A road sign is seen next to Bombay Stock Exchange (BSE) building in Mumbai, India | Photo: Reuters
Global and local headwinds continued to weigh on the equities market on Monday, with the benchmark Sensex
indices closing at their lowest levels since December 6.
Shares of metal and oil companies took another bout of pounding amid fears of a global trade war.
Recent political developments pointing towards a weakening of the ruling Bharatiya Janata Party
(BJP), such as the defeat in by-polls and the exit of ally Telugu Desam Party
(TDP) from the ruling alliance, kept investors on tenterhooks. Also, economic data, including the widening of current account deficit further weakened the sentiment.
The BSE Sensex
fell 0.8 per cent, or 253 points to close at 32,923.12, while the Nifty
50 index fell 1 per cent, or 101 points to 10,094.
After posting its third straight week of declines, Indian markets made a positive start with the Sensex
climbing to 33,276. However, the gains were short-lived as investors sold into the rally.
"The BJP's shock defeat in the Uttar Pradesh by-polls and the likely impact on its tally in the 2019 general elections in the state have the markets concerned. Indian markets now face two challenges - the disruptive fallout of a global trade war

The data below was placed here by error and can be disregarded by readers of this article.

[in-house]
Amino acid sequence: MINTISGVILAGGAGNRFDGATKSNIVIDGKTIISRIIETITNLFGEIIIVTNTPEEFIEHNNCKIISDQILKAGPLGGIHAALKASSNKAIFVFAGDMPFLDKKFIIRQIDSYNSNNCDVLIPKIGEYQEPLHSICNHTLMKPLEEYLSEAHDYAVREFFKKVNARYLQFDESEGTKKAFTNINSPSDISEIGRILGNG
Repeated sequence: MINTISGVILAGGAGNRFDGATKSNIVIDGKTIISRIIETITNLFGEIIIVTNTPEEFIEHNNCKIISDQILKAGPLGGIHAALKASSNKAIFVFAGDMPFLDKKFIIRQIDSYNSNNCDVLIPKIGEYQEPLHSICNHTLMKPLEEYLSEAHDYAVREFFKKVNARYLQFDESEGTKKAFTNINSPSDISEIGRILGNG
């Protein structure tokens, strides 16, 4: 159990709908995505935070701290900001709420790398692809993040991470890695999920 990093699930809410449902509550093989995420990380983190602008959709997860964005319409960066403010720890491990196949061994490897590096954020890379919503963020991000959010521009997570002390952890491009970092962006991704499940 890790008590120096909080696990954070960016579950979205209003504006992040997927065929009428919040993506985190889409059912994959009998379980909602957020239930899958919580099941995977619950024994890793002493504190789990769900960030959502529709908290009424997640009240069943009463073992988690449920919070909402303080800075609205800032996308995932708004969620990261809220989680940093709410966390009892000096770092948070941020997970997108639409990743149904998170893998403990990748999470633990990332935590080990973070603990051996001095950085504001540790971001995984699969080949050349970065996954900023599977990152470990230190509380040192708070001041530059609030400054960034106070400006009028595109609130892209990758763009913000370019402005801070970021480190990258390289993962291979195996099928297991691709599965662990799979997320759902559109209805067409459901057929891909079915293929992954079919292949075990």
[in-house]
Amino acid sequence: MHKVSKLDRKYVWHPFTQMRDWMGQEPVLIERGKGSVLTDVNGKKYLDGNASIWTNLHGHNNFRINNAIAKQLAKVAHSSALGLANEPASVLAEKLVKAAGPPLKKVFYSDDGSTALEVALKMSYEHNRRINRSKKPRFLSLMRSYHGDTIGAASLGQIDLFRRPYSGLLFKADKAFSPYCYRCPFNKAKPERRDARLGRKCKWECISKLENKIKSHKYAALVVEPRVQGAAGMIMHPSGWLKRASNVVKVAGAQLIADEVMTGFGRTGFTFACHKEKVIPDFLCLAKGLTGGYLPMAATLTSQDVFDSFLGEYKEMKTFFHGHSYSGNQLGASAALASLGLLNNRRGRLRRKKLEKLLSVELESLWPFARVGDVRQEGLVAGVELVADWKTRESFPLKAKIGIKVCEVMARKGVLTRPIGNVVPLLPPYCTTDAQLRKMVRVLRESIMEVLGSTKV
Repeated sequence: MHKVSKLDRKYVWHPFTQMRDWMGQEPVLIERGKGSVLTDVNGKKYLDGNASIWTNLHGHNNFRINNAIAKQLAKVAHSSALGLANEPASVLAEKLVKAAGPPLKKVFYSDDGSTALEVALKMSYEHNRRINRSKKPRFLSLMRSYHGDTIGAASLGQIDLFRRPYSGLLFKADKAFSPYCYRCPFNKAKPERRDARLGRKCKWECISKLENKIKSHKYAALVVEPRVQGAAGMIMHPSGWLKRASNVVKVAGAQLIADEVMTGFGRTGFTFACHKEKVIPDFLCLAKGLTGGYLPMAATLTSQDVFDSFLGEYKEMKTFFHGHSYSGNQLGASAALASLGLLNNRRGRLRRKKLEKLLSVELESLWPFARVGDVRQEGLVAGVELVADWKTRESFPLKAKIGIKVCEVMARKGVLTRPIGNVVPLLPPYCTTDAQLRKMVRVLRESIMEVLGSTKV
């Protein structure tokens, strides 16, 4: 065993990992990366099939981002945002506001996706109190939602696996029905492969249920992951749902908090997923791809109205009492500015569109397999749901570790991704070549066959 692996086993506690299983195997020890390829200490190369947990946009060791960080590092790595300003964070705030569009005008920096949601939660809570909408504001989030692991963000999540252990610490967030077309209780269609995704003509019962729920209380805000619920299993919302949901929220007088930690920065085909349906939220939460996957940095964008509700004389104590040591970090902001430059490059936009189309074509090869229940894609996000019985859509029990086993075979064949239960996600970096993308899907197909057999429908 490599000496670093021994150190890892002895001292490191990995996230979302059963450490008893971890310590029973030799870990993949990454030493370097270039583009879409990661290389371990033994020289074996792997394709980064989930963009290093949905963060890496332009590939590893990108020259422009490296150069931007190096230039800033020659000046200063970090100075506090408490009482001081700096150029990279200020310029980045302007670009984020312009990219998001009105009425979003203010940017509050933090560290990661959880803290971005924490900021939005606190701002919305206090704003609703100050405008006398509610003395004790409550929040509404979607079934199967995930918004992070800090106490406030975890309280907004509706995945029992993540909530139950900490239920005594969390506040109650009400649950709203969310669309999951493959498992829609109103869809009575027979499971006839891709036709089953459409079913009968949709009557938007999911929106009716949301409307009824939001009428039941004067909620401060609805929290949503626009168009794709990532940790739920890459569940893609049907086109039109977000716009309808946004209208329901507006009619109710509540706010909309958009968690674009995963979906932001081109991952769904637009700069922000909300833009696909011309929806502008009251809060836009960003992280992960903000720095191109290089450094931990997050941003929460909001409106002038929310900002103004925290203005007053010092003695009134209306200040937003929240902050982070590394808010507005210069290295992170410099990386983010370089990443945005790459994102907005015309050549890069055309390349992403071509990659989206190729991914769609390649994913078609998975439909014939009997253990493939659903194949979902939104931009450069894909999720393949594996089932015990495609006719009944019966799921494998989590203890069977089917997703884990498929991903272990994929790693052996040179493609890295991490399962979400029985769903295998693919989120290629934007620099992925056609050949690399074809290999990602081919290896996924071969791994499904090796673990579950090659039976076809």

and domestic political issues," said Ajay Bodke, chief portfolio manager, Prabhudas Lilladher.
and the Nifty
have come off by over 9 per cent from their all-time highs reached end-January.
Asian and European markets remained weak, while the US futures market indicated a weak opening on Wall Street. The global economy has seen an uptick, but investors fear a disruption in global trade due to any adverse policy move by the US. Investor focus also shifted to the two-day monetary policy meeting of the US Federal Reserve. The central bank on Thursday is likely to raise rates by 25 basis points and provide guidance on the number of rate hikes expected this year.
"The market continued face volatility ahead of the US Fed meet. Bond yield remained at elevated levels and concern over trade tensions is influencing investors to book profit. Weakening of the rupee due to the widening of the current account deficit has led investors to further caution," said Vinod Nair, head of research, Geojit Financial Services.
Shares of Tata Steel dropped 4.24 per cent, the most among Sensex
components. All the 19 sectoral indices of the BSE
ended with losses, with telecom, realty and metal indices declining the most.
Foreign institutional investors (FIIs) bought shares worth Rs 2.9 billion, while domestic investors were net sellers to the tune of Rs 1.9 billion. Interestingly, FIIs had been strong buyers in the last few trading sessions, while domestic investors have been seen taking money off the table.
Mutual funds (MFs) have been net sellers on most occasions in the last two weeks. Experts say the selling could be on account of tax-related portfolio churning ahead of the end of the financial year.